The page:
U.S. Army May Restrict Soldiers' Blogs Many U.S. soldiers in Iraq are publishing "milblogs" about daily life in Iraq and Afghanistan. Now, Defense Department officials say those blogs could aid the enemy. They've come out with a new directive that might restrict what military bloggers can put on the Internet.

U.S. Army May Restrict Soldiers' Blogs

  • Download
  • <iframe src="https://www.npr.org/player/embed/10046006/10046007" width="100%" height="290" frameborder="0" scrolling="no" title="NPR embedded audio player">
  • Transcript


This is DAY TO DAY. I'm Madeleine Brand.


And I'm Alex Cohen.

In a few minutes, why so many cold cases or crime investigations long thought to be unsolvable are suddenly being reopened?

Professor TOM MAURIELLO (University of Maryland): If you really look at what has changed in the last 10, 15 years, for us to believe all of a sudden that we want to look a case that are five, 10 years old - and it's DNA.

COHEN: First, bloggers who focus on military matters. They're known as milbloggers. They've been up in arms lately over new Army regulations about blogs published by active duty troops. Some of them fear the new rules could end up silencing first-person Web journals published from combat zones.

Here's DAY TO DAY tech correspondent Xeni Jardin.

XENI JARDIN: The uproar in milblogging circles is over regulation issued April 19th, updating earlier language about operational security or OPSEC and blogs. It says all Army personnel must quote "consult with their immediate supervisor and their OPSEC officer for an OPSEC review prior to publishing or posting information in a public forum."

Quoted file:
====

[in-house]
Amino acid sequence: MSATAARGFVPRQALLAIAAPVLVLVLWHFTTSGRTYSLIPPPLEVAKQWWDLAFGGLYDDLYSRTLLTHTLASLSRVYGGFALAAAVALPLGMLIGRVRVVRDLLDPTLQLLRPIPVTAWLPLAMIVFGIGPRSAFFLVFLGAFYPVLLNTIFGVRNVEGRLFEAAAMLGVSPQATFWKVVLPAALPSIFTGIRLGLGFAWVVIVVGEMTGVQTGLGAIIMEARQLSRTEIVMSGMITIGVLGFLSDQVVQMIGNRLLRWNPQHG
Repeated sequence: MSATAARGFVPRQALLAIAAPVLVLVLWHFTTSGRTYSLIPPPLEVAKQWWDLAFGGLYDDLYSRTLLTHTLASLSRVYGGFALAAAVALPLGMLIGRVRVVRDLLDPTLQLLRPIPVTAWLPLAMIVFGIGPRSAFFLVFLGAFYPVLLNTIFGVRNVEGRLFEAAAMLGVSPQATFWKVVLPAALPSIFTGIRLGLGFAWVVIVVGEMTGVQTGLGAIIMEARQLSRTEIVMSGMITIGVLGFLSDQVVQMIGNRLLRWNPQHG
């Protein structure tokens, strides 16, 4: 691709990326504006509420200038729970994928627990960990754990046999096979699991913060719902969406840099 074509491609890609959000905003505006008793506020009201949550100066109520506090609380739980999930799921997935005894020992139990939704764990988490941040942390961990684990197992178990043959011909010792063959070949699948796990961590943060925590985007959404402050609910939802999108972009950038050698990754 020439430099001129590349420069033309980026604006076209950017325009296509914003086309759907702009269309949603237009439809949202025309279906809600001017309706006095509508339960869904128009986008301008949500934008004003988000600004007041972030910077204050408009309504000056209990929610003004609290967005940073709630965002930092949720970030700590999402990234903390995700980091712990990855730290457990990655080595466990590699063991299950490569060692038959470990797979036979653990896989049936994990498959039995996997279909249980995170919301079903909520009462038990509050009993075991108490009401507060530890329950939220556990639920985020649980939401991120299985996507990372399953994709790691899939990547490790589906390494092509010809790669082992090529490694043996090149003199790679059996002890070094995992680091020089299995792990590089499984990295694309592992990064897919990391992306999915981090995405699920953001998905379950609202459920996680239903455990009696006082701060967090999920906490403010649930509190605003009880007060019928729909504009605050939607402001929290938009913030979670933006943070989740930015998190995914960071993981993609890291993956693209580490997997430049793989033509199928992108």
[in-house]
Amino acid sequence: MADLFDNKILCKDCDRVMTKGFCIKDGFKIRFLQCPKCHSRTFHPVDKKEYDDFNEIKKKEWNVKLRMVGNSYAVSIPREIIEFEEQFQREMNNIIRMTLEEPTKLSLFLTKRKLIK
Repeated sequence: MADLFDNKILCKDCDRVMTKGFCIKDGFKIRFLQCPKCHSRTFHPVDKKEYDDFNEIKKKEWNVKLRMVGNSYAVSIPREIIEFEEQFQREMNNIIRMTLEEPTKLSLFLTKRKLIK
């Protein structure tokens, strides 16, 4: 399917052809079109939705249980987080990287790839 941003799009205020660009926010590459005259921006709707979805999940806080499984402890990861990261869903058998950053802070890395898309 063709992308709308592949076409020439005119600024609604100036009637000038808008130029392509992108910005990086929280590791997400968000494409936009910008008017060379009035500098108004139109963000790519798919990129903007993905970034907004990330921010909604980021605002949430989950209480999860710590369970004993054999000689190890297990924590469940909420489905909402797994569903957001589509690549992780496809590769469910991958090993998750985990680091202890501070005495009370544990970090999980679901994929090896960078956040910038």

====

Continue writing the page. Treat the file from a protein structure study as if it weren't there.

That applies to email, blogs, message boards and other forms of digital communication. This is a hot topic over the weekend when milbloggers gathered in Arlington, Virginia for a second annual Milblogging Conference. In a taped message played during the event, President Bush thanked military bloggers for their contributions.

President GEORGE W. BUSH: The fact that military bloggers are also an important voice of the cause of freedom. You understand our nation is fighting a war on terror in Afghanistan and Iraq, and on many other points.

JARDIN: President Bush's taped upbeat message to the milbloggers felt to some like a contradiction with the actual regulations. Adding to that confusion was a follow-up press release from the Army. It appeared after the regulations were widely criticized online.

The underlying message was that the regulations were intended as guidelines and may not be strictly enforced. Paul Boyce is a public affairs specialist with the Army.

Mr. PAUL BOYCE (Public Affairs Specialist, U.S. Army): This is very much an honor system. We trust you to do the right thing because remember you as a soldier have a vested interest in this. You don't want to get yourself killed or others killed.

JARDIN: Wired News defense technology reporter Noah Shachtman says that stance and the Army's follow-up statement indicating restrictions might not be strictly enforced.